Panamá: Global Human Rights Brigade

Evelyn Bonilla

What organization did you volunteer with, and where were you located?

I volunteered with Global Human Rights Brigade, located in Darien, Panamá.

 

Why did you choose this Global Brigade?

I specifically chose this Global Brigade because Human Rights is a field that interest me. I heard that Global Human Rights Brigade gives legal advice to indigenous communities in a third world country and that strongly caught my attention. I wish to pursue a career in the law field and felt like this opportunity would allow me to experience just what that consisted of.

 

Does this organization have a UCLA connection?

This organization does have a connection with UCLA. Within UCLA there are other branches of global Brigades. Human Rights is just one of the many, for example there is medical that goes to Ghana and environmental that go to Panamá as well as many others.

 

How did your experience influence you, what knowledge or insights did you gain during your time of service?

Having this opportunity was not only amazing, it was truly an eye opener. It really made me understand not only the laws of our country but Panamanian laws as well. Being in an area where we did not have cellular service or communication with our families was hard; however, it really allowed us to embody the culture and the way of living within the indigenous communities. To see the way these individuals lived and see how much they appreciated our services was extremely humbling. It really made me value everything in life and it allowed me to figure out that I would love to one day work in a country such as Panamá, where every bit of knowledge you instill in people about Panamanian law goes a long way. These do not know Panamá’s laws because they are so far away from the city. Within their own indigenous community they have their own laws to know as well. We were allowed into their culture and lives not only learn their laws but to teach them about the country’s law.

 

Did you experience any culture shock during your volunteering?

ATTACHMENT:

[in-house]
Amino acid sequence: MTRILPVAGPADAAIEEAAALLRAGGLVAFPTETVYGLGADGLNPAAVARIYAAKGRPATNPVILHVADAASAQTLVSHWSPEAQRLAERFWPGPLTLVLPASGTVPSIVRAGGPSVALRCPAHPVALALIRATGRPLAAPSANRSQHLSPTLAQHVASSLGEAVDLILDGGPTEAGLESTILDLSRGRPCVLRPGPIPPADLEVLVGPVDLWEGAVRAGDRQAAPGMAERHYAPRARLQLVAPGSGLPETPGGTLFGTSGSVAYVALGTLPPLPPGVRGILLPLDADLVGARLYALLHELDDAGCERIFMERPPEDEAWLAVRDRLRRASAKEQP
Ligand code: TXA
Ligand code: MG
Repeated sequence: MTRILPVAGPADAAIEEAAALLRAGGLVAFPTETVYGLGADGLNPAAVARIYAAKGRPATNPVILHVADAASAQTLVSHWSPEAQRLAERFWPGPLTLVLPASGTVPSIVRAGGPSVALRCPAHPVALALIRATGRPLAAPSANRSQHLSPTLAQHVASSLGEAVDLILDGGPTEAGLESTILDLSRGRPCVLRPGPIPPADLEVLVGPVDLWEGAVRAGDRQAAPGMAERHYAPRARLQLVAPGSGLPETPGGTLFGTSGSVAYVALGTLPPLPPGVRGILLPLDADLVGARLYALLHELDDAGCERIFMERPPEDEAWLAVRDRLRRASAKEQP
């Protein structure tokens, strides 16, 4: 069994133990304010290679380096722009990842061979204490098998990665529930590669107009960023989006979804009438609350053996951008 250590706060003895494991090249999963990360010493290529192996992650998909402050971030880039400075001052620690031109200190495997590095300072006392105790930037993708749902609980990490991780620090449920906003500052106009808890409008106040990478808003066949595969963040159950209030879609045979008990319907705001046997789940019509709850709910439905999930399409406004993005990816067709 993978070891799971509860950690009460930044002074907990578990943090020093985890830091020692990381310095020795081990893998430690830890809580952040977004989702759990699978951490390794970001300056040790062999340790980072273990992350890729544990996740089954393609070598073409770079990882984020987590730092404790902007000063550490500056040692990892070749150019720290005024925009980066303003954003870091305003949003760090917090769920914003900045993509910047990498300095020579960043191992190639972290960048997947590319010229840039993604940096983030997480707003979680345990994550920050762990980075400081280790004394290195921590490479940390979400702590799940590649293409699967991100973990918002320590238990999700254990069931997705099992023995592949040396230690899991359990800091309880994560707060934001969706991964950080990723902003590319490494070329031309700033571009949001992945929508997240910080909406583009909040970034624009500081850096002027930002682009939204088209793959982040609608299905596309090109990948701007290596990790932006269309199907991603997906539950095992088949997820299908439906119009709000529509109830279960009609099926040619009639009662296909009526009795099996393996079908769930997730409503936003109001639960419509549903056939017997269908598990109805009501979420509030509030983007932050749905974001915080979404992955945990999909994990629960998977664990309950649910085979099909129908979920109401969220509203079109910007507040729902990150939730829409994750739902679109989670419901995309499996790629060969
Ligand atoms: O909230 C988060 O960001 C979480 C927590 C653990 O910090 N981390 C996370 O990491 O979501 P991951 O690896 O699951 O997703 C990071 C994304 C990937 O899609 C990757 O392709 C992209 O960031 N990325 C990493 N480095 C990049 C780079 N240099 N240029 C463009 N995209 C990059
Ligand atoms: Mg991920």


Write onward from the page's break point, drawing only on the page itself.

I did experience a culture shock, not so much because I was visiting a Latin American country before, but because of the way that the indigenous community was structured. I had never had contact with this type of community before and to see its way of life was not only different but rewarding. We were told that this was one of the very few times that they allowed “outsiders” into their community, making us that more curious and appreciative. We realized that within their community they didn’t have a sense of what marriage, divorce, or what property rights were. These were the legal areas that were assigned to us. The laws in Panamá when dealing with all three of these issues are far more complex than in the United States. A marriage or divorce in Panamá can take up to a year.

 

What was a typical day like for you?

A typical day was us waking up at about 5:30 to shower since we were about 23 and only 3 showers. Then at 7:00am we would have breakfast and at 7:30 we boarded the van to leave our compound. It was a 2 hour drive to the community so we arrived about 9:45am. We held legal clinics from 10:00am-12:00pm.
Afterwards, we would have lunch for 30 minutes often times cooked by the community. At 12:45 we headed to the our assigned family case. That was usually from 1-3:30pm (although there were days our schedule changed and we held workshops for the women of the community or the children). We headed back to the compound at 4pm and arrived there at 6pm. We had dinner at 7:00pm-8:00pm and had an hour and a half of reflection about that day. Then we would go to sleep our work on our workshop presentation visuals or just talk with the other students from either UCLA, UC Irvine, or DePaul University.

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Country Served Panamá
Service Organization Global Human Rights Brigade
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